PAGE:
Biography: Robert Woolsey's background includes over two decades of law enforcement experience, half of which were spent as a manager, both as a Lieutenant with the City of Las Vegas and as Chief of the Boulder City Marshal's Office. Over the course of his career, Robert worked assignments in patrol, criminal intelligence, internal affairs, background investigations, court security, warrant service, media relations, and emergency management before his retirement in 2019. Robert has advanced degrees in Public Administration and Organizational Leadership and is a graduate of the Staff and Command College at Northwestern University. Robert designs and delivers a multitude of training programs for both law enforcement and private industry and is a regular speaker at conference events and for Society of Human Resource Management (SHRM) chapters. He was an adjunct faculty member for the University of Phoenix and has conducted consulting work for professional organizations throughout the United States and Canada.
De-escalation skills and techniques are the cornerstone to crisis resolution and typically begin long before they are ever needed. Attendees in this course will be able to explain social, behavioral, legal, ethical and tactical considerations that are intended to de-escalate a situation or prevent escalation into an undesirable confrontation. Additionally, they will be able to describe methods to solicit and obtain cooperation from a potentially uncooperative but non-threatening subject.Wednesday, September 8, 2021, Zoom Facilitated Sessions Thursday, November 18, 2021, Zoom Facilitated Sessions
Technological advancements over the last 25 years have dramatically altered the traditional crime landscape and have forced law enforcement agencies to adapt to the change. Law enforcement officers are now expected to protect their communities from local offenders committing "traditional" crimes, in addition to computer hackers 10,000 miles away. This new cyber threat is forcing law enforcement to identify its role in preventing cybercrime and how to investigate crimes that are committed using technology. Attendees in this course will identify and discuss digital evidence awareness, emerging cybercrime trends and digital forensics.Monday, October 18, 2021, Zoom Facilitated Sessions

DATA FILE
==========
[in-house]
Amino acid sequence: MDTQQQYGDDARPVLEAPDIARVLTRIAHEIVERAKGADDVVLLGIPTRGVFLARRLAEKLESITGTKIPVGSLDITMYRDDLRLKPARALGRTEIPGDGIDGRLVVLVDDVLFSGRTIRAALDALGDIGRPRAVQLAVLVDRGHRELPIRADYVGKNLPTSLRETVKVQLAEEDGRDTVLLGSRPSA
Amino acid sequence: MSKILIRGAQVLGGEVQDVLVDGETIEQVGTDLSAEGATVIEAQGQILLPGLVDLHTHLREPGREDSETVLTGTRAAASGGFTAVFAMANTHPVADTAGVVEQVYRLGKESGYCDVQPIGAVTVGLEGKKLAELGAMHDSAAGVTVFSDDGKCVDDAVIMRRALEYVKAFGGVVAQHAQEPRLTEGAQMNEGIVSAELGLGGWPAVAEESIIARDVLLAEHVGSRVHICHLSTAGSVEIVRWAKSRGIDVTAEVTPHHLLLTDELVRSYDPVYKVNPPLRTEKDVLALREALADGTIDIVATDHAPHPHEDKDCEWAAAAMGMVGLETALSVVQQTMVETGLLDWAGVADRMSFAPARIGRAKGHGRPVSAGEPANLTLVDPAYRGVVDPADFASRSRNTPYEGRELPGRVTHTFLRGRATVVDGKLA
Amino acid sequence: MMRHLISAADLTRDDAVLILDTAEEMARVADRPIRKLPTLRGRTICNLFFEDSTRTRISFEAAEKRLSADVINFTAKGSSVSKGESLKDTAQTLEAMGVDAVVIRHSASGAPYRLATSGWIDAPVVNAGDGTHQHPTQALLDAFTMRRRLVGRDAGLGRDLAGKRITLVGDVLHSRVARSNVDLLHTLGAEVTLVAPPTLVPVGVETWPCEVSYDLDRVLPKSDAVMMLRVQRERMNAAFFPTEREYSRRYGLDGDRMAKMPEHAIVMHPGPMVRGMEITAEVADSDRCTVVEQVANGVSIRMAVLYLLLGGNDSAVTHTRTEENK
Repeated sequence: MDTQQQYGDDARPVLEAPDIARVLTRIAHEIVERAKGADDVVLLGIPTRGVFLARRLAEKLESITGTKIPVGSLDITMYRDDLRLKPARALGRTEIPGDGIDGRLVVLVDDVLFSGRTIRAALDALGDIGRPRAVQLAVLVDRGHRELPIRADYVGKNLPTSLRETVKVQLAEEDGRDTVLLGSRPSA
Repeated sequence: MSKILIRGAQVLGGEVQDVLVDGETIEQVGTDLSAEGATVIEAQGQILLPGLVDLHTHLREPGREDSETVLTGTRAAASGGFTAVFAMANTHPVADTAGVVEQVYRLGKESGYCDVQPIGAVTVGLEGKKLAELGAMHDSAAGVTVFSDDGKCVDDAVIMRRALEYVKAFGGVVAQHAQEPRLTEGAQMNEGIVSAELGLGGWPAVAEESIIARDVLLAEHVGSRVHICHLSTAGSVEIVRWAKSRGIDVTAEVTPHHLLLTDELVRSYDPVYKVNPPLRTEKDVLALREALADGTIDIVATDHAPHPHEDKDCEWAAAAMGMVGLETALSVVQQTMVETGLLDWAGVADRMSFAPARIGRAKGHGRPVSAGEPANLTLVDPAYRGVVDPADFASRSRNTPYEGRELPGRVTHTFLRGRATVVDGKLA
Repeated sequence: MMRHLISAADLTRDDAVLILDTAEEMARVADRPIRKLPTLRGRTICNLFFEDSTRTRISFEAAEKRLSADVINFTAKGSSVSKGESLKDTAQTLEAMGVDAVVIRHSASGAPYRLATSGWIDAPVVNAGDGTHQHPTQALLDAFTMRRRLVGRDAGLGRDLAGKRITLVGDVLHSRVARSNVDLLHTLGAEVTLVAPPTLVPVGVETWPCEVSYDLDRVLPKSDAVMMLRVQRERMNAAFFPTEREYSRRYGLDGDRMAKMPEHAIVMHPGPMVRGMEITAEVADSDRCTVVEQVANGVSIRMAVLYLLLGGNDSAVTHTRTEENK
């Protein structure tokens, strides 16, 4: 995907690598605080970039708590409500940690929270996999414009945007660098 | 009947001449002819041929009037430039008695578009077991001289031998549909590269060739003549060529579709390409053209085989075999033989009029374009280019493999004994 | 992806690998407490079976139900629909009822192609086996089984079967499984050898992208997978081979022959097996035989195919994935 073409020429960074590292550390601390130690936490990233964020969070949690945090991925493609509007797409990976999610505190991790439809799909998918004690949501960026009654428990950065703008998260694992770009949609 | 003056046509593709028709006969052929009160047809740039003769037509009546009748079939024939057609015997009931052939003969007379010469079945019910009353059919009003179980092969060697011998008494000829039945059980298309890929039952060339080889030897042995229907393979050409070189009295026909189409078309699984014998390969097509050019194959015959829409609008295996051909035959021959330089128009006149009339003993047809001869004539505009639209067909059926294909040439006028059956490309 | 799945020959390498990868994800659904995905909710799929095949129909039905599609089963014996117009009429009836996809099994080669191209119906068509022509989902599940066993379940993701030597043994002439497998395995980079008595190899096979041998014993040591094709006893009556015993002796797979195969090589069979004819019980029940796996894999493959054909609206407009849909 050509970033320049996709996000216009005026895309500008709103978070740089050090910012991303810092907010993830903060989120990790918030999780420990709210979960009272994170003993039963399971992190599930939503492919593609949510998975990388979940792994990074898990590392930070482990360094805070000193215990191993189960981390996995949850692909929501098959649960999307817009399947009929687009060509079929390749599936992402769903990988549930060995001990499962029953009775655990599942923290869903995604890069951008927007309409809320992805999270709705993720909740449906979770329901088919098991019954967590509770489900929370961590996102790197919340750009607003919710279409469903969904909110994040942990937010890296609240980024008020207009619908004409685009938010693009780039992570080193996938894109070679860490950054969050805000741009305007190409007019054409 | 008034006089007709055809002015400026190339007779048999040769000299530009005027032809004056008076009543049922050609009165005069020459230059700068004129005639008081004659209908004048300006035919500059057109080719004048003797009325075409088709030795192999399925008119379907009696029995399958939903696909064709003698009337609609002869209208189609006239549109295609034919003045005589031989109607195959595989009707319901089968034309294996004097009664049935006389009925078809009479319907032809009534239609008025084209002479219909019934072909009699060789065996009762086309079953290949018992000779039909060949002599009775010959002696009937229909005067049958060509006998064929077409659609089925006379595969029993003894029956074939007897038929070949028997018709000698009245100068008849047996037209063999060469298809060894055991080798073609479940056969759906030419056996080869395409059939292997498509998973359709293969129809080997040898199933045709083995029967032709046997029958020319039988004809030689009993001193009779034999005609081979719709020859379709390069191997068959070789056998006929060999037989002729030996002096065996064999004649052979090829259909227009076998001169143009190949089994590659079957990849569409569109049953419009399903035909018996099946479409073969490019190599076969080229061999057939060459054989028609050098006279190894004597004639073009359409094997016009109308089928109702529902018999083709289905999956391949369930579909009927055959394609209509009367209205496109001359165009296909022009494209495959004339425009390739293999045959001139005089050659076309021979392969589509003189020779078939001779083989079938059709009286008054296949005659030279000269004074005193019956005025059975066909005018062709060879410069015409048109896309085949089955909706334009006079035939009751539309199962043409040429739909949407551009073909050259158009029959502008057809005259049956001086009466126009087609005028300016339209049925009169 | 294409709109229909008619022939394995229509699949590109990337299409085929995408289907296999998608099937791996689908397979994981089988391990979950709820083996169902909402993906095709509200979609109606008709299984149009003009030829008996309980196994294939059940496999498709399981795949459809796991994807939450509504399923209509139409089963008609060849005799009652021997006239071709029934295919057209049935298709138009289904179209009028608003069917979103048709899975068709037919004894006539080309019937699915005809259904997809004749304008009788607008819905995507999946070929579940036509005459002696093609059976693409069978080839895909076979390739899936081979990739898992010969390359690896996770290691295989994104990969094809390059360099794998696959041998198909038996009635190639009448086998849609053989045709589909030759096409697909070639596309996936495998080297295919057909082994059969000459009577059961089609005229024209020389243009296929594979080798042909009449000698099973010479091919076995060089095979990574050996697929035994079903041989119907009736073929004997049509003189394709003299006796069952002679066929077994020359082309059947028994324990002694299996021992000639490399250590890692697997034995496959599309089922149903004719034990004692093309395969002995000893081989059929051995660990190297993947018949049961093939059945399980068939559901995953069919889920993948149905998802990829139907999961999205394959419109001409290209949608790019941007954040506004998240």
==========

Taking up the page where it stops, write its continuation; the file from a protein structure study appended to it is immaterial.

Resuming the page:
Bias-based policing occurs when an officer makes decisions or takes action based upon his or her own personal or societal biases or stereotypes, rather than relying on facts and observed behaviors. This program discusses in-depth understanding of bias and how to combat it and racial profiling.Thursday, September 9, 2021, Zoom Facilitated Sessions
The University of Kansas Edwards Campus Lifelong & Professional Education Regents Center 125 12600 Quivira Rd. Overland Park, KS 66213
The University of Kansas prohibits discrimination on the basis of race, color, ethnicity, religion, sex, national origin, age, ancestry, disability, status as a veteran, sexual orientation, marital status, parental status, gender identity, gender expression, and genetic information in the university’s programs and activities. Retaliation is also prohibited by university policy. The following persons have been designated to handle inquiries regarding the nondiscrimination policies and are the Title IX coordinators for their respective campuses: Director of the Office of Institutional Opportunity & Access, IOA@ku.edu, Room 1082, Dole Human Development Center, 1000 Sunnyside Avenue, Lawrence, KS 66045, 785-864-6414, 711 TTY (for the Lawrence, Edwards, Parsons, Yoder, and Topeka campuses); Director, Equal Opportunity Office, Mail Stop 7004, 4330 Shawnee Mission Parkway, Fairway, KS 66205, 913-588-8011, 711 TTY (for the Wichita, Salina, and Kansas City, Kansas, medical center campuses).